An integrative flow-based yoga-asana practice is a powerful way of experiencing ourselves being simultaneously present to our body, mind, and breath. A flow-based practice is a metaphor for life in the western world where from when we wake up in the morning to when we go to sleep, we are constantly in motion. In our own lives we often find ourselves somewhere other than where we really are, consumed with thoughts about the past or the future. Our asana practice on the mat, which begins in balasana, child’s pose, symbolizing the beginning of a life, is a series of postures that move from one to another, ending in savasana, or corpse pose. Our time on the mat presents us with the opportunity to both give ourselves fully to each moment while also observing our own thoughts and actions. We are in essence, using our mat as a laboratory for how we respond to each challenge we are given in our very short and precious life.
Hatha means “sun” and “moon.” Vinyasa means “movement breathing system.” The qualities of both sun (active, masculine) and the moon (receptive, feminine) arise in our bodies. I teach either a ‘sun based’ vinyasa practice, a dynamic, often playful and exploratory heat generating class or a ‘moon-based gentle yoga class, where we are in the postures for longer periods of time, present with the flow of our breath and the rising and passing of our thoughts, sensations and emotions. In this context, both dynamic and gentle expressions of the practice are vinyasa.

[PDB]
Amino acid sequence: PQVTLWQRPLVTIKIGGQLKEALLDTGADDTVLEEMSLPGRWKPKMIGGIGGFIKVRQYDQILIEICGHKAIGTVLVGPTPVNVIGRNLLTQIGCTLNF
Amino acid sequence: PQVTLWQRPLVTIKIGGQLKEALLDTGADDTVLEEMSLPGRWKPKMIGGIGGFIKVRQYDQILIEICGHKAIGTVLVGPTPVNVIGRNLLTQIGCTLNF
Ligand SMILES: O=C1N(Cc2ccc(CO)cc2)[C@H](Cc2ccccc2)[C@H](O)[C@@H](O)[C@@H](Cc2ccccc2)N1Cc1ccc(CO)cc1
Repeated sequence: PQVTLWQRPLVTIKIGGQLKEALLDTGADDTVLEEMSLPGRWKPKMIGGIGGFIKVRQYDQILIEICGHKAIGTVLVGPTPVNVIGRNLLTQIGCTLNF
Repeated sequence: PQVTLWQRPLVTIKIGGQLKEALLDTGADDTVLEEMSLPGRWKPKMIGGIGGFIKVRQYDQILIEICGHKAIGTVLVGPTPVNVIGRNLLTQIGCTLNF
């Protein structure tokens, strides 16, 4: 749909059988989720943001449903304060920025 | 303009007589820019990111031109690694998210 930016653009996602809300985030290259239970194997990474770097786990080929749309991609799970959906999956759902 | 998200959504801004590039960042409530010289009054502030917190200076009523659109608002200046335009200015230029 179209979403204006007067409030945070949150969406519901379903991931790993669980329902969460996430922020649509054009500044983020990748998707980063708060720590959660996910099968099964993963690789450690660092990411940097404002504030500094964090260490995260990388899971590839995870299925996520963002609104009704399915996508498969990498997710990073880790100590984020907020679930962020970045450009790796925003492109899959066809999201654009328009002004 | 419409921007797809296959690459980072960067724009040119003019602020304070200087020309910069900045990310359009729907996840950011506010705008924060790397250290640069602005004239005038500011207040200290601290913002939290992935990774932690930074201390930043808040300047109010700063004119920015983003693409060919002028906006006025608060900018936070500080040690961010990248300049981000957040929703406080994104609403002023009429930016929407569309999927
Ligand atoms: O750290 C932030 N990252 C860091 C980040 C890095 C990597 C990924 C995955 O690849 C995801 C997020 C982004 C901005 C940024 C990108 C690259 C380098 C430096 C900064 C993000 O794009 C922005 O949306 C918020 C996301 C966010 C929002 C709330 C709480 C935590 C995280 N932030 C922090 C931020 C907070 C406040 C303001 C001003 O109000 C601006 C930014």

In either type of integrative flow class, we address – or integrate – five essential components: 1) allowing gravity to draw us downward to create stability, 2) softening the outer surface of the body while maintaining the inherent structure of any given posture, 3) directing our energy through our body, 4) developing moment by moment awareness through attention to the breath, 5) and enhancing our capacity to witness ourselves seamlessly moving from one posture to another on the thread of breath, becoming more present to each moment. Each of these principles builds upon the one before it.
The yoga-asana practice was traditionally designed to release bound tension in the body to prepare for meditation. Unlike many asana classes, there is meditation toward the end of my class to encourage our ability to be present to life as it is unfolding in and around us. With consistent practice, the principles we apply during our time on the mat become part of our everyday lives. Stability becomes ease, ease becomes contentment and contentment becomes joy.